This is no time to be a newspaper, even if you have the global reach and influence of The New York Times. With huge losses in readership and revenues, even the national paper of record is having to make changes unimaginable even a few years ago.
Other U.S. papers like The Washington Post, Chicago Tribune and Boston Globe are facing an even starker choice: Go online, or go out of business, as the legendary Rocky Mountain News did just last week. For most newspaper operations, there’s no longer any profit in print.
Which probably means that the devastating job losses in the print news business will continue. And I––a former daily Times subscriber who now reads ‘the paper’ free online––am the reason.
It’s pretty clear where the collapse of print journalism leads. I’m just one of the most of us who will get the bulk of our news from digital sources—on some form of TV or online, through news and news aggregating sites and blogs.
Initial reactions to the daily newspaper implosion have been uniformly downbeat and despairing. Real reporting will become too costly for all but the major players, many observers say, and even what’s left will be significantly less than we’re used to.
Others contend many second-tier news markets will be left without a daily paper––without investigative reporters digging up stories citizens need to stay informed and keep government honest.
A HIGHLY SEGMENTED ONLINE NEWS MARKETPLACE
The sorry prognostication in the last paragraph seems to suggest that as physical newspapers bite the dust, news readers will content themselves with the (often) overheated drivel on cable TV news. Or keep up to date by consulting considerably scaled-back online versions of traditional print dailies, supplemented by other sources in other media.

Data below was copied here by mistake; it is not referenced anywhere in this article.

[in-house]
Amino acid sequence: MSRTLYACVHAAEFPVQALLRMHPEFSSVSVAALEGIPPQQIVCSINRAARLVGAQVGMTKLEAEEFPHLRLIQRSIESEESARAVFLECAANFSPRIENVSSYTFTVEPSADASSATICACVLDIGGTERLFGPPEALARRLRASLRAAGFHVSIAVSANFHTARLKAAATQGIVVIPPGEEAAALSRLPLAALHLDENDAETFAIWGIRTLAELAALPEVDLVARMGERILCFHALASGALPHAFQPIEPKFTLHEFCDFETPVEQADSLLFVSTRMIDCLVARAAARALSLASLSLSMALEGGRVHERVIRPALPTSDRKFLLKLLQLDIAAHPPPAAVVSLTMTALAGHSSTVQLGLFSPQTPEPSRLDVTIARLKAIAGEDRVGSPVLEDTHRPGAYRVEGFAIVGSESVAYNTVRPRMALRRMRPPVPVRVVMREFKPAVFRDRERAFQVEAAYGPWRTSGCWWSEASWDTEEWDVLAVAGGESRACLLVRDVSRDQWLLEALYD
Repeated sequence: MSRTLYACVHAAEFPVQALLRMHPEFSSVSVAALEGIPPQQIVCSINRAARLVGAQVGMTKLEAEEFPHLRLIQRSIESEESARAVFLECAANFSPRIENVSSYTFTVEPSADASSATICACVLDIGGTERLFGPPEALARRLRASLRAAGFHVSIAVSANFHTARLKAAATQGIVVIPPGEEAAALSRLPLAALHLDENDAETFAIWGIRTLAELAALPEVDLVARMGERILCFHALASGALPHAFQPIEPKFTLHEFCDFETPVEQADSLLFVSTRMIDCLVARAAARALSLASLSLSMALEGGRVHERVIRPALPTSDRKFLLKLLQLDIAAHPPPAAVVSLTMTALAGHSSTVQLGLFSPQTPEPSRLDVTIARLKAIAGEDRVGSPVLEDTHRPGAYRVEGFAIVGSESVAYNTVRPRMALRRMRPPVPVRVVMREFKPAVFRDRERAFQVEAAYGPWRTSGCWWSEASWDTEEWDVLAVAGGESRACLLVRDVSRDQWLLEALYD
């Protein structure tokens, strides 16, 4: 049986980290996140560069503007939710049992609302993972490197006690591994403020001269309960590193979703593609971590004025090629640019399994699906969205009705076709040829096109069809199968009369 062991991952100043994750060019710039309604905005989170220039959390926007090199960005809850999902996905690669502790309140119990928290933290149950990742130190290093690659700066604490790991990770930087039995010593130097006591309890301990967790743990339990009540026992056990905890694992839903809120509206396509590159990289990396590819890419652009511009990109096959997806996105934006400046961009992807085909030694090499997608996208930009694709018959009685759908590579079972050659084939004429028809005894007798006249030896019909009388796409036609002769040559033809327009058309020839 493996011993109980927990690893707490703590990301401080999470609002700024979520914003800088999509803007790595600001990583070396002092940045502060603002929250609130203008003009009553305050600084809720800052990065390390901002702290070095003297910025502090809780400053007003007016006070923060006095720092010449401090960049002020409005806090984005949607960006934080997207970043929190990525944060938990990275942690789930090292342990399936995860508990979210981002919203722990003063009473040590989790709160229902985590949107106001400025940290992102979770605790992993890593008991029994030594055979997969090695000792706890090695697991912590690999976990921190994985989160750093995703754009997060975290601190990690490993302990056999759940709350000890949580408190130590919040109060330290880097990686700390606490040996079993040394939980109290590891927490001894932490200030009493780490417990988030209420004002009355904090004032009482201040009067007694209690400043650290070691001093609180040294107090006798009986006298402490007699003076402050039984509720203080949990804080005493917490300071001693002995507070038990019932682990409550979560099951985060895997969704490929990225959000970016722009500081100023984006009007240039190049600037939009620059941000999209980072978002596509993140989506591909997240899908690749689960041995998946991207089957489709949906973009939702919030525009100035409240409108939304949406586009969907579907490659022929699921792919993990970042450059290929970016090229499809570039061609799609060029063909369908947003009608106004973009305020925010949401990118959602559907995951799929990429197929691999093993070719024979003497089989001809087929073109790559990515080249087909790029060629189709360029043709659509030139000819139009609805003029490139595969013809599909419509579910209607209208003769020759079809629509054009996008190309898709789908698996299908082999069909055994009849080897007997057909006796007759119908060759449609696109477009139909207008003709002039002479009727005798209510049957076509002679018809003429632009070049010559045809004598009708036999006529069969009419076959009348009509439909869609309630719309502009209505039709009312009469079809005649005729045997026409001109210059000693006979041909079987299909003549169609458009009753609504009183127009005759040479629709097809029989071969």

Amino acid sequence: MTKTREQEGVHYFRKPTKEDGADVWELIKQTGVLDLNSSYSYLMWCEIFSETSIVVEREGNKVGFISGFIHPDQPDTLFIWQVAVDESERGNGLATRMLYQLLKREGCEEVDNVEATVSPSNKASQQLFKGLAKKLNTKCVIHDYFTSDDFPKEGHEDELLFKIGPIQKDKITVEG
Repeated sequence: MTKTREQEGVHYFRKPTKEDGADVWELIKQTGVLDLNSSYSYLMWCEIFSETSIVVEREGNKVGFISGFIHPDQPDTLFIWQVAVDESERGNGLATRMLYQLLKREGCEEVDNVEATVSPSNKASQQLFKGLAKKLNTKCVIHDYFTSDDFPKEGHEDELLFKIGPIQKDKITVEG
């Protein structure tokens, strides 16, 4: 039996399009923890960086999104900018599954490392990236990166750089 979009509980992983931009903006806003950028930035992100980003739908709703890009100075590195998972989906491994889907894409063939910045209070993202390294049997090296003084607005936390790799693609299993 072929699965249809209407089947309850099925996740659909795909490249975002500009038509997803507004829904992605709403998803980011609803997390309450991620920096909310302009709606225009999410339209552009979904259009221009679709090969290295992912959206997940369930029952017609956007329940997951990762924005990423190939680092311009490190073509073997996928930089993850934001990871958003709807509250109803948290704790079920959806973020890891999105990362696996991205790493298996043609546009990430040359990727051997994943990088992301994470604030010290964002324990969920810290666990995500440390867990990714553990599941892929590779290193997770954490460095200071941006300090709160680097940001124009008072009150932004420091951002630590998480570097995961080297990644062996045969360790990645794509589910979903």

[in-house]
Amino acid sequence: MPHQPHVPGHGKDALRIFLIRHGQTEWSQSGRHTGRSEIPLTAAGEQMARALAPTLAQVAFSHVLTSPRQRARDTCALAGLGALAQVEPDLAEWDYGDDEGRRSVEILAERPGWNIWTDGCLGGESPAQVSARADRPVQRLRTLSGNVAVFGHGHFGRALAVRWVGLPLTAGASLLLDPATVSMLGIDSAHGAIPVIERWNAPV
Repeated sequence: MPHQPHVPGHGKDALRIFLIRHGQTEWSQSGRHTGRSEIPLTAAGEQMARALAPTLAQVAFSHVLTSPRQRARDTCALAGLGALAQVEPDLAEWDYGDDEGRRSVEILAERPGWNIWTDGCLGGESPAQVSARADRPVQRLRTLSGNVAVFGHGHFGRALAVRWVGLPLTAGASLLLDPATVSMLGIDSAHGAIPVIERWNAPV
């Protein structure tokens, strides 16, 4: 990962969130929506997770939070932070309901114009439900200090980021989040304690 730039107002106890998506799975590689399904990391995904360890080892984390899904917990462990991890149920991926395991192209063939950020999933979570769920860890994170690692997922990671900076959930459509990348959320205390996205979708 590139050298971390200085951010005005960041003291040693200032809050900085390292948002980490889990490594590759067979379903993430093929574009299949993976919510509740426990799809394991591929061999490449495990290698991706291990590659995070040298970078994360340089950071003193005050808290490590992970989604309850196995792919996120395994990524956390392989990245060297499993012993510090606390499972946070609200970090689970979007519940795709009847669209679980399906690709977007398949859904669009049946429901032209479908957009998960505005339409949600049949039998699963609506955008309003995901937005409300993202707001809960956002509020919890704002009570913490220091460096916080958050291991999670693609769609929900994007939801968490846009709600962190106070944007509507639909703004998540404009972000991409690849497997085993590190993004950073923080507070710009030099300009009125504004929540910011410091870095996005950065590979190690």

I’m not cheerleading for corporate media. But I don’t think serious popular journalism is doomed because of the increasing marginalization of print. Instead, I think serious journalism’s practitioners will ensure success by replicating, adapted to digital formats, the same highly segmented news marketplace that exists in print.
I say that because of
--the tendency of capitalism to see opportunity in catastrophe and adapt accordingly
--the hunger, particularly in major news markets, for serious analysis, in-depth investigative reporting, and global coverage
--the likely gradual acceptance (per cable and other services) of a subscription or fee-for-content arrangement, particularly if advertisers are able to deliver their messages in ways customers don’t think of as interruptions they must endure
--the paid subscriber base that could make online more attractive to prospective advertisers